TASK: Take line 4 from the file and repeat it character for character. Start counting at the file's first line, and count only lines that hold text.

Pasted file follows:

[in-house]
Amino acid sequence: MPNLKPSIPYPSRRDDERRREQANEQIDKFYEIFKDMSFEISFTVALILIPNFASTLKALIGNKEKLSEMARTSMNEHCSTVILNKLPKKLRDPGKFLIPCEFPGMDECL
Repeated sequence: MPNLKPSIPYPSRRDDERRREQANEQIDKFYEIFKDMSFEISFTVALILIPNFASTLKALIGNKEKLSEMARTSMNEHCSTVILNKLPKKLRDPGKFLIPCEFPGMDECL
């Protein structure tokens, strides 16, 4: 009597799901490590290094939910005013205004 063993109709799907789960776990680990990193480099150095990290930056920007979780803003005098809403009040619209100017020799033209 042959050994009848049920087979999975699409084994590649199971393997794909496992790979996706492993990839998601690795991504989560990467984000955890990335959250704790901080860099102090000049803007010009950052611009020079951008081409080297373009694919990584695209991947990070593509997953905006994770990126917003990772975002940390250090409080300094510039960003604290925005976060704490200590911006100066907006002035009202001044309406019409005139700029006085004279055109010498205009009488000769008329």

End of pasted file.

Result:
């Protein structure tokens, strides 16, 4: 009597799901490590290094939910005013205004 063993109709799907789960776990680990990193480099150095990290930056920007979780803003005098809403009040619209100017020799033209 042959050994009848049920087979999975699409084994590649199971393997794909496992790979996706492993990839998601690795991504989560990467984000955890990335959250704790901080860099102090000049803007010009950052611009020079951008081409080297373009694919990584695209991947990070593509997953905006994770990126917003990772975002940390250090409080300094510039960003604290925005976060704490200590911006100066907006002035009202001044309406019409005139700029006085004279055109010498205009009488000769008329």